An evolutionarily conserved transcriptional response to viral infection in Caenorhabditis nematodes

Kevin Chen, Carl J. Franz, Hongbing Jiang, Yanfang Jiang, David Wang

Research output: Contribution to journalArticlepeer-review

28 Scopus citations


Background: Caenorhabditis elegans is a powerful model organism for probing many biological processes including host-pathogen interactions with bacteria and fungi. The recent identification of nematode viruses that naturally infect C. elegans and Caenorhabditis briggsae provides a unique opportunity to define host-virus interactions in these model hosts. Results: We analyzed the transcriptional response of pathogen infected C. elegans and C. briggsae by RNA-seq. We identified a total of 320 differentially expressed genes (DEGs) in C. elegans following Orsay virus infection. The DEGs of known function were enriched for ubiquitin ligase related genes; however, the majority of the genes were of unknown function. Interestingly, many DEGs that responded to Orsay virus infection were similar to those induced by Nematocida parisii infection, which is a natural microsporidia pathogen of C. elegans that like Orsay virus infects intestinal cells. Furthermore, comparison of the Orsay virus DEGs in C. elegans to Santeuil virus DEGs in C. briggsae identified 58 C. elegans genes whose orthologs were likewise differentially expressed in C. briggsae, thereby defining an evolutionarily conserved response to viral infection. Conclusions: The two different species C. elegans and C. briggsae, which diverged ~18 million years ago, share a common set of transcriptionally responsive genes to viral infection. Furthermore, a subset of these genes were also differentially expressed following infection by a eukaryotic pathogen, N. parisii, suggesting that these genes may constitute a broader pan-microbial response to infection.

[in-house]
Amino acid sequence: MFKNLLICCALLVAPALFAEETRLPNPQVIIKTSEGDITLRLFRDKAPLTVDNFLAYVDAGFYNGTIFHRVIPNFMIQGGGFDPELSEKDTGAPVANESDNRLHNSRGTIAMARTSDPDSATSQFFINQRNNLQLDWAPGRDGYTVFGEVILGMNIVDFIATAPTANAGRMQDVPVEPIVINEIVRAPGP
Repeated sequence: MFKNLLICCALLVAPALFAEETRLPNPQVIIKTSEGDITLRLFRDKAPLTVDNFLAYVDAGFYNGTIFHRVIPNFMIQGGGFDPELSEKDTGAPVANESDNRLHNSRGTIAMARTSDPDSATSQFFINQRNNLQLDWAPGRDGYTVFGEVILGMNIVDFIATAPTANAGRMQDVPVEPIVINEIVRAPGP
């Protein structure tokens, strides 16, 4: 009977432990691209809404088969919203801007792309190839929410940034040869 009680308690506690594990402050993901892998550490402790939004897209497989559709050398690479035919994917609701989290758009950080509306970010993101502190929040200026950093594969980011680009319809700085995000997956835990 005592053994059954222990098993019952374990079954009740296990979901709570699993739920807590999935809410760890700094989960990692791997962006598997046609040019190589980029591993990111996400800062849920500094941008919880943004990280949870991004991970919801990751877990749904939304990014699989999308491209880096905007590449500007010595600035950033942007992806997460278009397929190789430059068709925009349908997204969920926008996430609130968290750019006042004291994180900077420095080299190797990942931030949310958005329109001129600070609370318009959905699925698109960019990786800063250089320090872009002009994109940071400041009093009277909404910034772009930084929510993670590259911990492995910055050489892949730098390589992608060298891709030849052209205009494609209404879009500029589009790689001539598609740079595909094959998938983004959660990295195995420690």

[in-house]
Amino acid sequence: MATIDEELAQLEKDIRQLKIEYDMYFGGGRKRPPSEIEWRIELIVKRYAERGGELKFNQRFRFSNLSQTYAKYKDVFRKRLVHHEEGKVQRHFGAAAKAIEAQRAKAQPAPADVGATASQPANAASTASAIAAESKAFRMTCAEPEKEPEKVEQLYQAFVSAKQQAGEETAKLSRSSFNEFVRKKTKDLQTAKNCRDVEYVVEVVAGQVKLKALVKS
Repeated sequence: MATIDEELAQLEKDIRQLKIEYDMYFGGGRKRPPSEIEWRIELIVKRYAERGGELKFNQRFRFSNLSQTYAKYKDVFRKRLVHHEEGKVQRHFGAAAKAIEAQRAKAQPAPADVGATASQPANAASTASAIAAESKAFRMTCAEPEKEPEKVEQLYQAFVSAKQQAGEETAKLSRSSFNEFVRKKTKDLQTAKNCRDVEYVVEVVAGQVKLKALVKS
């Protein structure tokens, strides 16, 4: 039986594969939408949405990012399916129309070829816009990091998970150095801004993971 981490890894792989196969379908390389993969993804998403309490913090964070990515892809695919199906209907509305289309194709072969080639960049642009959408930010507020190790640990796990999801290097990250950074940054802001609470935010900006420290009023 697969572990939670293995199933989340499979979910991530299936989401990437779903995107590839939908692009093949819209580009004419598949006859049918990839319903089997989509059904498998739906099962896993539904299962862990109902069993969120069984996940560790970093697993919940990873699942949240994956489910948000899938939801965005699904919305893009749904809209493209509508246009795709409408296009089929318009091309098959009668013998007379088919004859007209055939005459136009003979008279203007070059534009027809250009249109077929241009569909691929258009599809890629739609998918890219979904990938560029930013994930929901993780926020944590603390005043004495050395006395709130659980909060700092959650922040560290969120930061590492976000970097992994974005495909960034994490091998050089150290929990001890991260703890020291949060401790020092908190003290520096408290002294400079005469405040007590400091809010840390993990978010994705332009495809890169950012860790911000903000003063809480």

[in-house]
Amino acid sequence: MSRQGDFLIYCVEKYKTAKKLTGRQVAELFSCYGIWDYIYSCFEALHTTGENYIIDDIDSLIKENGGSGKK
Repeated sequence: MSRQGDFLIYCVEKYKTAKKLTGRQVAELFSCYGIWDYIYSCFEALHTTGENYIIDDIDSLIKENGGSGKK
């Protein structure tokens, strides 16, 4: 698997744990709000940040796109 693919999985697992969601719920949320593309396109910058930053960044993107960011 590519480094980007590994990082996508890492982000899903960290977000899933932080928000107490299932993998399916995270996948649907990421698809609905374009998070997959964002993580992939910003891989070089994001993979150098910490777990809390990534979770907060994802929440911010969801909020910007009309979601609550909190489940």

Original languageEnglish
Article number303
JournalBMC genomics
Issue number1
StatePublished - Apr 17 2017


  • C. briggsae
  • C. elegans
  • Host-virus interaction
  • N. parisii
  • Orsay virus
  • Pathogen infection
  • Santeuil virus
  • Transcriptional profile


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